A peculiarity of the DOS world (and by extension, Windows 95) is that each drive in a computer (and each partition on a hard drive) is assigned a unique drive letter. Most people are familiar with A: as the floppy disk drive and C: as the primary hard drive. You may think you know what some of the other letters are used for, but the rest of them vary depending on your computer's configuration, and several of them may change when you add a new hard drive (or any type of drive for that matter.)
Drive B: is reserved for a second floppy disk drive. If your computer doesn't have two floppy drives, then B: is skipped. However, if you try to access drive B: from the DOS prompt, the computer will ask you to insert another disk into drive A: and it will pretend that it is actually reading a disk in drive B:. When you access drive A: again, the computer will ask you to put the original disk back in.
When you start MS-DOS (or Windows 95), the system automatically recognizes DOS partitions on hard drives which are configured in the computer's Setup utility. First it finds the primary DOS partition (or Pri-DOS) on each drive, and assigns consecutive letters to those. Therefore the primary DOS partition on the first hard drive gets the letter C:, and if you have a second hard drive with a primary DOS partition it will be assigned D:, and so forth. Next, if there are any extended DOS partitions on these drives, they will be assigned the next consecutive letters. One possible organization is shown in the following table:
|Master hard drive||Primary DOS partition||C:|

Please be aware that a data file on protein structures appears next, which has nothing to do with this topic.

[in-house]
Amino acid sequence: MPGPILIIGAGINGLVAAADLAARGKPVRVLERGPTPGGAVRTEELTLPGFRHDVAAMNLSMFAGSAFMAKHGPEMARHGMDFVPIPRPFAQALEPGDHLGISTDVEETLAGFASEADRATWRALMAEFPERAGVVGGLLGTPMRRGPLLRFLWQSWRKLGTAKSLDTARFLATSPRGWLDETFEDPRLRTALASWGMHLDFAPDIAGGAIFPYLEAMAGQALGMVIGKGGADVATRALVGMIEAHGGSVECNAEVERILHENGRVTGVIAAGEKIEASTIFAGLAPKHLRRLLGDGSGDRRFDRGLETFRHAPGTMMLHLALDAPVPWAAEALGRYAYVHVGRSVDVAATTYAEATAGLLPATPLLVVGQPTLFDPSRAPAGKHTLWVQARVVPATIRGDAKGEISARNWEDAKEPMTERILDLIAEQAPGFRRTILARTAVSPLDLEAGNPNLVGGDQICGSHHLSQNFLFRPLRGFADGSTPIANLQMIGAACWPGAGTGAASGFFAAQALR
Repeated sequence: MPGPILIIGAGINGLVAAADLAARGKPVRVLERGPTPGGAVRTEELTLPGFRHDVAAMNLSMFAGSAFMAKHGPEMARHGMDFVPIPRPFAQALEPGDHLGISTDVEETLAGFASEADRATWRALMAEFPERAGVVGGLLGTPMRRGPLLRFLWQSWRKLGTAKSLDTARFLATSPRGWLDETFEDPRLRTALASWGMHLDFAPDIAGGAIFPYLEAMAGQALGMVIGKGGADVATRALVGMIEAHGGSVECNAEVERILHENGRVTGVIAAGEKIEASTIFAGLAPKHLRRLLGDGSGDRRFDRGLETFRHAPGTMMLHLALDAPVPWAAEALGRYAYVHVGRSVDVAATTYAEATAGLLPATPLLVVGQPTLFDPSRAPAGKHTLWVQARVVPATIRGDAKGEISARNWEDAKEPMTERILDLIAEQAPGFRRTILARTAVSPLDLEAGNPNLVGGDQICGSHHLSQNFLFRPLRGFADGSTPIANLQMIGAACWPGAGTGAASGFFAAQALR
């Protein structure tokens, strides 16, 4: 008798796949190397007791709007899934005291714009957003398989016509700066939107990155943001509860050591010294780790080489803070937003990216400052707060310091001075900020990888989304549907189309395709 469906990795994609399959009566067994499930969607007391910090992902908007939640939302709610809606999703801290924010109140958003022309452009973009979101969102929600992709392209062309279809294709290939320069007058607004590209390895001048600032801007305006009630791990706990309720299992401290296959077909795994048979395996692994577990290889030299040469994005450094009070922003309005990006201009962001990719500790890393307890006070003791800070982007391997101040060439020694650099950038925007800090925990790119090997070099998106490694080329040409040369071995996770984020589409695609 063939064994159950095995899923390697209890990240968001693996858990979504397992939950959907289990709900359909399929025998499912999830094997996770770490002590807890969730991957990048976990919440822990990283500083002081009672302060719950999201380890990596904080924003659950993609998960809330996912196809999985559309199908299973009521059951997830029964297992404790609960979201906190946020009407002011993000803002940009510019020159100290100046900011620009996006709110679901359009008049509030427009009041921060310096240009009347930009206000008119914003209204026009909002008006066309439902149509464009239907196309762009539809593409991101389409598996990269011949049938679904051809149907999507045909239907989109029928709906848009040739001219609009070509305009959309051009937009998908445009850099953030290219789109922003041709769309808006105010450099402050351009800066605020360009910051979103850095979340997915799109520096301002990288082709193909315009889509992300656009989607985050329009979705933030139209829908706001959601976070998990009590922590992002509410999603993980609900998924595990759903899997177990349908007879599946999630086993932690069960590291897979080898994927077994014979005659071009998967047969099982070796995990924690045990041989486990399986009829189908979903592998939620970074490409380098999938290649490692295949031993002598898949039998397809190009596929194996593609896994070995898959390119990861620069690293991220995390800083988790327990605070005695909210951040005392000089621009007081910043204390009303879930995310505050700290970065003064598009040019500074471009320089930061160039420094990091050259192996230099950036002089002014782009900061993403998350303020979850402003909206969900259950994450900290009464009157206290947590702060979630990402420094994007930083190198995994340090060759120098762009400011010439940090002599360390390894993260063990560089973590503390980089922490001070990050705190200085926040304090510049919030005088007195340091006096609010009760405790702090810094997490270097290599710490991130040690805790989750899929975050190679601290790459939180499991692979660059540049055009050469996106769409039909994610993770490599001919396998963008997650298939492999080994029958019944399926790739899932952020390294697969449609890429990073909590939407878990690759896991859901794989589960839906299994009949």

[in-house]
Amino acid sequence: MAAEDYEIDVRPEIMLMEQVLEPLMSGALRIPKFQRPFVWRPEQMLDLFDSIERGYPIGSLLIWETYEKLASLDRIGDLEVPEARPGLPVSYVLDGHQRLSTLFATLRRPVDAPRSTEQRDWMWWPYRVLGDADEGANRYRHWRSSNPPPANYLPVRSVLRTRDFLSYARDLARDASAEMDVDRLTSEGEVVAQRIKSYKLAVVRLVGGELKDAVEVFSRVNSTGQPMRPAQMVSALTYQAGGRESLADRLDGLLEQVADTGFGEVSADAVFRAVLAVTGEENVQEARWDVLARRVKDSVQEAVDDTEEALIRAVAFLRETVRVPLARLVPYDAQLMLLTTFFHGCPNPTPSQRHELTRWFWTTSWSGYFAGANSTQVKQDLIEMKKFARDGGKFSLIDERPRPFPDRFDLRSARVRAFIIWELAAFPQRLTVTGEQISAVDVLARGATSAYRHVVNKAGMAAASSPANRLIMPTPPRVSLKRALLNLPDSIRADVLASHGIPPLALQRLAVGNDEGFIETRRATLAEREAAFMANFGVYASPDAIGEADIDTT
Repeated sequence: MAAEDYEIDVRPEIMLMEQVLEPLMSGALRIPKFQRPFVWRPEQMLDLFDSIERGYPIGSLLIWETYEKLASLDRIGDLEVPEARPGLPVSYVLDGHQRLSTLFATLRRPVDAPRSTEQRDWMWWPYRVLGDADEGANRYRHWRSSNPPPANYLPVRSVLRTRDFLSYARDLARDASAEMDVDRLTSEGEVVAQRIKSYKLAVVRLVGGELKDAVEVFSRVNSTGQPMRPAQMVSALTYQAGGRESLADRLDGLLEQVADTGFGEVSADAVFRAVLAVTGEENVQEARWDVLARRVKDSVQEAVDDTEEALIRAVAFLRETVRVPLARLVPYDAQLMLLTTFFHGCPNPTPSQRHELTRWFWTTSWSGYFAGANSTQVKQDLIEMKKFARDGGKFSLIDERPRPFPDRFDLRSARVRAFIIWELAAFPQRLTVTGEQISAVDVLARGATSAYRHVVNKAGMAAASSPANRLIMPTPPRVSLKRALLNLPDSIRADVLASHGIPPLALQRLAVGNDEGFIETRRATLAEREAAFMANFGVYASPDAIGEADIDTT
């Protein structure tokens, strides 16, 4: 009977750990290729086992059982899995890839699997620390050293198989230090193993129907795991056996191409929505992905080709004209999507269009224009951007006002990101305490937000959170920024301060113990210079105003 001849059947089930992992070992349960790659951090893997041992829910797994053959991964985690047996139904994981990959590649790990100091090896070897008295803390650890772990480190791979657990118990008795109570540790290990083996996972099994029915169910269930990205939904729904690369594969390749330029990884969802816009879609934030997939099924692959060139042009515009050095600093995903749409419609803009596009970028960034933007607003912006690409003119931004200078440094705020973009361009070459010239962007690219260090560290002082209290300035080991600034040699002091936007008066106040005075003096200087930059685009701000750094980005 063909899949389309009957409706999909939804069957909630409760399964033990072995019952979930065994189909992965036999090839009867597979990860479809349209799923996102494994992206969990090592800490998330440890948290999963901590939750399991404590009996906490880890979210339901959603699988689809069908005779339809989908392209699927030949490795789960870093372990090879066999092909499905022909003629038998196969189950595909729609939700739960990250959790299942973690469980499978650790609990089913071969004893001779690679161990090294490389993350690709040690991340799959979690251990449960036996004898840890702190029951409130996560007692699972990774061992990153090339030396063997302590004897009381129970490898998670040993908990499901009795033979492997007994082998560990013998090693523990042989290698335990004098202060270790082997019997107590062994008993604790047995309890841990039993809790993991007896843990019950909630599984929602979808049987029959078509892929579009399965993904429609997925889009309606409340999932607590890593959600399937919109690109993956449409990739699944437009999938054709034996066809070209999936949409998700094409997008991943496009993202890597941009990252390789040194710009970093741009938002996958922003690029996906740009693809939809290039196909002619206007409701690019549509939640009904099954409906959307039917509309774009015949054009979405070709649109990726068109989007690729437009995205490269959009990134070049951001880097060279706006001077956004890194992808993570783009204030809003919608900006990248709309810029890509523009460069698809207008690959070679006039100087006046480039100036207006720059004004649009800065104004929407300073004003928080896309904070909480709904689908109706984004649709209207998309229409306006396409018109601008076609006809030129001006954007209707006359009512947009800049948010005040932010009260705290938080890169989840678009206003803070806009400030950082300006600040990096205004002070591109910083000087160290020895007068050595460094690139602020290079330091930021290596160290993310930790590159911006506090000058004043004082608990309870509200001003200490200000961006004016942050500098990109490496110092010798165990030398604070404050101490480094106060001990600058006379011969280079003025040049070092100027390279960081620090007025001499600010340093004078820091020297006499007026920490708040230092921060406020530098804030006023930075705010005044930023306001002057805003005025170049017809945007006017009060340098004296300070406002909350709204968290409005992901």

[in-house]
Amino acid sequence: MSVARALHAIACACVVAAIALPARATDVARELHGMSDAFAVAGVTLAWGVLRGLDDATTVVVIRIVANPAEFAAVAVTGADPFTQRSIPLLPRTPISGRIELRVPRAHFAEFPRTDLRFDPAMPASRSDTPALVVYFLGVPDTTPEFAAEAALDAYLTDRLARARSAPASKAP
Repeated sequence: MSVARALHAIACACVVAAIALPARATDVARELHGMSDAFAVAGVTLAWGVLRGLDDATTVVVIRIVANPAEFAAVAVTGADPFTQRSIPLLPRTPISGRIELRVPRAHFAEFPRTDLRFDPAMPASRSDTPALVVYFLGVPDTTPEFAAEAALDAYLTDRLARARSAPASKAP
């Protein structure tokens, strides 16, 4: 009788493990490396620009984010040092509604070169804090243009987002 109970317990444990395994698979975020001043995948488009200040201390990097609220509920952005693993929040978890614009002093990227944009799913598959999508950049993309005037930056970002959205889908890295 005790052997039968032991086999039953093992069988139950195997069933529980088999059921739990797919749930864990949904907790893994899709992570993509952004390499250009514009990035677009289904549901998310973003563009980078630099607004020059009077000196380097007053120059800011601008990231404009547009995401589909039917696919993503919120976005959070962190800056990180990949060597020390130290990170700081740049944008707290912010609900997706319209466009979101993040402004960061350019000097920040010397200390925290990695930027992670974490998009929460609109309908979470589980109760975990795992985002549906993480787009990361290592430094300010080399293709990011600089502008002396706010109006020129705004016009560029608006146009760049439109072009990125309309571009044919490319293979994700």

|Extended DOS partition||F:|
|Slave hard drive||Primary DOS partition||D:|
|Removable cartridge drive on secondary controller *||E:|
After this point, things get a little bit more tricky. If you're using DoubleSpace or DriveSpace, DOS will create a new drive letter to access the compressed files. Instead of being consecutive with the other letters, however, it usually assigns a letter further down the line such as H: or I:. Right away, it then swaps the new letter with that of the uncompressed drive; so, for example, drive C: becomes the compressed files and drive H: becomes the uncompressed DOS partition on the drive.
This point marks the end of the drive letters that are assigned automatically. Any other drives not yet assigned a letter must use device drivers in the CONFIG.SYS and/or AUTOEXEC.BAT file (or Windows 95 itself.)
If additional drives are present that were not detected by the BIOS, there is probably a line in CONFIG.SYS which reads something like:
This defines the highest letter that can be used to reference additional drives. If this line is absent, DOS will use the minimum number of letters required for the drives already found (plus maybe one more.) The remaining drive letters are available to device drivers on a first-come, first-served basis. And unless told otherwise, they will usually take the drive letters in order. Therefore, a device driver in CONFIG.SYS (such as RAMDRIVE.SYS) will get a letter before one in AUTOEXEC.BAT (such as MSCDEX.EXE).
As a final note, the CD-ROM driver is split into two parts -- one in the CONFIG.SYS file and the other in AUTOEXEC.BAT. The latter is almost always MSCDEX.EXE, and that is the half which assigns the drive letter to the CD drive. If you wish to assign a particular letter, you should have a /L: switch on that line. For example:
C:\DOS\MSCDEX.EXE /D:MSCD0001 /L:J
Device drivers for Windows 95 don't require any drivers to load in CONFIG.SYS and AUTOEXEC.BAT, but if you do use both, you need to make sure they assign the same drive letter. If you only use the Windows 95 drivers, you can easily assign almost any drive letter using the Device Manager.
From the Control Panel, open the System icon, then go to Device Manager. Then select the drive you want to change the letter of, and click on Properties.
In the drive's Properties window, click on the Settings tab. At the bottom there will be a box that shows the current drive letter, and additional boxes where you can specify which letter you want the drive to have. There are two boxes, starting and ending, because certain types of drives can use more than one letter. In most cases, however, these two boxes should be the same.